Fluctuations of HIV load in semen of HIV positive patients with newly acquired sexually transmitted diseasesBMJ 1996; 313 doi: https://doi.org/10.1136/bmj.313.7053.341 (Published 10 August 1996) Cite this as: BMJ 1996;313:341
- M C Atkins, research fellowa,
- E M Carlin, senior registrarb,
- V C Emery, reader in virologya,
- P D Griffiths, professor of virologya,
- F Boag, consultant physicianb
- a Department of Virology, Royal Free Hospital School of Medicine, London NW3 2QG
- b Department of Genitourinary Medicine, Royal Chelsea and Westminster Hospital, London SW10 9TH
- Correspondence to: Dr Boag.
- Accepted 24 April 1996
Most HIV infections worldwide are acquired sexually, yet most coital episodes involving an infected partner do not result in acquisition of HIV. Acquisition of HIV must depend on both the volume of secretions transferred from the infected partner (donor) and the concentration of HIV present in the secretions. However, exposure alone to such a virus inoculum is clearly insufficient to ensure transmission. The coexistence of other sexually transmitted diseases in either the recipient or donor could potentially increase the risk of transmission by causing genital ulcers or by releasing inflammatory cytokines which increase HIV replication.1
We measured the HIV load in the semen and blood of HIV infected patients presenting with acute sexually transmitted diseases to determine if viral load in semen decreases when patients receive specific treatment for sexually transmitted diseases.
Subjects, methods, and results
Between October 1994 and June 1995, four asymptomatic homosexual men positive for HIV-1 with CD4 T cell counts between 330 and 600 cells/μl participated in the study. The men had been HIV positive for 3-10 years and none was receiving anti-retroviral treatment. The patients presented with a purulent urethral discharge which developed after unprotected orogenital sex. In each case, microscopy of a Gram stained urethral smear revealed 10 or more neutrophils per high power field (x1000), and in three cases (patients 1, 2, and 4) Gram negative intracellular diplococci were identified; urethral infection with Neisseria gonorrhoea was diagnosed at presentation and subsequently confirmed by culture. Non-gonococcal urethritis was diagnosed in patient 3. Patients with gonococcal urethritis were treated with single oral doses of ciprofloxacin 500 mg (patients 1 and 4) or ampicillin 3 g with probenecid 1 g (patient 2). The patient with non-gonococcal urethritis received doxycycline 100 mg bd for seven days. Subsequent urethral samples from patients 1, 3, and 4 were non-purulent and negative on microscopy and culture. Patient 2 had a post-gonococcal urethritis with a persistent discharge which resolved when treated with a course of doxycycline. No patient had any signs or symptoms of prostatitis. Blood and semen samples were collected on the day of presentation (before treatment) and at subsequent visits.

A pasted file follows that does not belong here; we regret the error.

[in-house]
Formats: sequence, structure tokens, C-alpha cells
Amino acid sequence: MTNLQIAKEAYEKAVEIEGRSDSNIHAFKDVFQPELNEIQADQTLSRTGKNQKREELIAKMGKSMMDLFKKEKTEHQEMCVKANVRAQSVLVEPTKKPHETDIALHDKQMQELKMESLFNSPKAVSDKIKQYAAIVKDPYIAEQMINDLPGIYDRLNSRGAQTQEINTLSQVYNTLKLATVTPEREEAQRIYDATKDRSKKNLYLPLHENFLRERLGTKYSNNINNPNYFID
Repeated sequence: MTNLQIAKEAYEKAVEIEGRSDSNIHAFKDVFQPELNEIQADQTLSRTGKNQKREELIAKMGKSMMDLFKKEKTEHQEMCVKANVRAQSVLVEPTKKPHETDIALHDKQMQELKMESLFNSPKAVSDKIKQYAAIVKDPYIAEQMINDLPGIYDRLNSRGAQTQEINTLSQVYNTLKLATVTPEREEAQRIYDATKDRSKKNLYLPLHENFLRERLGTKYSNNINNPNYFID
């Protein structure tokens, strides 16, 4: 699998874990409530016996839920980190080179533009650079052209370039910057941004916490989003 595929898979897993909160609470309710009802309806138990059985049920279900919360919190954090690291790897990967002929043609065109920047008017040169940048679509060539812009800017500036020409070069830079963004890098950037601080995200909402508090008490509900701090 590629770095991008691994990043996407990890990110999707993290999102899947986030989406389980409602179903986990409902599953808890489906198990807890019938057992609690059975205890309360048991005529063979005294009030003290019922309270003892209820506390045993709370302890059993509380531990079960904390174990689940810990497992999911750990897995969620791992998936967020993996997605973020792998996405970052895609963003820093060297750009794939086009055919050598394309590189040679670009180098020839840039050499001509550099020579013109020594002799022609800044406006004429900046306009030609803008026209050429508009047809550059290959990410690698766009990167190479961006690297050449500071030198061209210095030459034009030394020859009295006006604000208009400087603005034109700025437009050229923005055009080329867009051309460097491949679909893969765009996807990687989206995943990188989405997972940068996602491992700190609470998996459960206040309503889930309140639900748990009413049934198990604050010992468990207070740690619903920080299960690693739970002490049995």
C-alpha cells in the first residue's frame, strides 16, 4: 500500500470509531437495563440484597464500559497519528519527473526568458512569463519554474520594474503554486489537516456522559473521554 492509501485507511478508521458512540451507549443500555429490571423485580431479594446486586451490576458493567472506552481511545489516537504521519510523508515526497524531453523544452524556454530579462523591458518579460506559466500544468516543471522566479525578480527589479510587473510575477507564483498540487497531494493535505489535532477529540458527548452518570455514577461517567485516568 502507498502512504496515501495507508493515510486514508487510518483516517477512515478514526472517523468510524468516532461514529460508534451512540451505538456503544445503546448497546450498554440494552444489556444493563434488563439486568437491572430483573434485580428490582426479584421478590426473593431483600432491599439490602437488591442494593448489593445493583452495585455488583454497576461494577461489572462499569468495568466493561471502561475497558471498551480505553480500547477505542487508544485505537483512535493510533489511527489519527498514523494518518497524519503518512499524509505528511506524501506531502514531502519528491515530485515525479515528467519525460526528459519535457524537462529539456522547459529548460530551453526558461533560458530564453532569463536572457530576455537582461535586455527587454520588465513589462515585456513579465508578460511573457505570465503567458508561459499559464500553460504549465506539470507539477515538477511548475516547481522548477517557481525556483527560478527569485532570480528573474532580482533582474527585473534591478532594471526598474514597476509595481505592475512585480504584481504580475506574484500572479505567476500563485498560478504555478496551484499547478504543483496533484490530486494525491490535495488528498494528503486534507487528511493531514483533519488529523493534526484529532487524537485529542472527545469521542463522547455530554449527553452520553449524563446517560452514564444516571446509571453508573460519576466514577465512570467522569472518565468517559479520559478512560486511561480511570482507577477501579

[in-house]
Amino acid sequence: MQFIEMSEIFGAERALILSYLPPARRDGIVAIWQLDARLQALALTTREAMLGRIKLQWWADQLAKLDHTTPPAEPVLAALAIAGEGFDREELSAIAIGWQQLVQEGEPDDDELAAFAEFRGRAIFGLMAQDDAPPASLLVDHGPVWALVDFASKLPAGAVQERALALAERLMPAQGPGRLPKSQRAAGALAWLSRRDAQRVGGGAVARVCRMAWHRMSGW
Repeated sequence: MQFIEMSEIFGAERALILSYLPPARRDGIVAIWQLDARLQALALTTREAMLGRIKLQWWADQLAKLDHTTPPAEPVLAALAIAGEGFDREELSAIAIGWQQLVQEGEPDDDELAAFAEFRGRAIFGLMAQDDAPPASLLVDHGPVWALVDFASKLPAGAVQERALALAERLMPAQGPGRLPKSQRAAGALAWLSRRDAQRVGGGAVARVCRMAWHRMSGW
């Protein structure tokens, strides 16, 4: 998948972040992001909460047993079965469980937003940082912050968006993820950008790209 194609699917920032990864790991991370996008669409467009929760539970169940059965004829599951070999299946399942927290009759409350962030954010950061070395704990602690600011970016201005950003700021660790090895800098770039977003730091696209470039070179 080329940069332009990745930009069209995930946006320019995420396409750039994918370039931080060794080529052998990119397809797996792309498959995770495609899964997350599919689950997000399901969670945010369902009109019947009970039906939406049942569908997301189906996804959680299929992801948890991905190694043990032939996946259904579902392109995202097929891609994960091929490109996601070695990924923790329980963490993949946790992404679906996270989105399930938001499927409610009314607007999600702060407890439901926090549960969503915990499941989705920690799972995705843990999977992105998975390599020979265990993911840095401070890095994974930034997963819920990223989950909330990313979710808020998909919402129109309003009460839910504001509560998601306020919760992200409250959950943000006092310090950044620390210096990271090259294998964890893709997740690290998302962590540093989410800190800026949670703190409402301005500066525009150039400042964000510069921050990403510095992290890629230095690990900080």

DNA was extracted from whole blood or semen using a commercially available DNA extraction method (Digene Laboratories, Germany). Quantitative polymerase chain reaction for proviral DNA was performed using nested primers to the gag region of HIV-1 (outer primers 5' GAGGAGCCACCCCACAATATT and 5' TAGGTGGATTATTTGTCATCCA; inner primers 5' TGCTAAACACAGTTGGGGGGA and 5' CCTGAAGGGTACTAGTAGTT) and coamplification of an internal control sequence.
Figure 1 shows HIV proviral loads during the period of treatment. HIV-1 proviral load in the semen of these subjects declined (P<0.05 Mann-Whitney test) when their intercurrent sexually transmitted diseases were treated; there were no significant changes in the blood.
The presence of HIV in semen has been well documented,2 3 but the relation between the viral load in semen and peripheral blood CD4 counts is not a simple one.3 No studies have looked at the serial viral load of genital fluids during treatment for other sexually transmitted diseases, although a single case report has suggested that chlamydial urethritis may increase shedding of HIV-1 in the semen.4 Our results help explain how transmission of HIV may be facilitated by concomitant sexually transmitted diseases and add further support for an aggressive approach to treating sexually transmitted diseases in HIV infected patients, as a means of reducing transmission of HIV and for reinforcing the benefits of using condoms.5
Funding Part of this work was supported by the UK Medical Research Council and by the St Stephens AIDS Trust.
Conflict of interest None.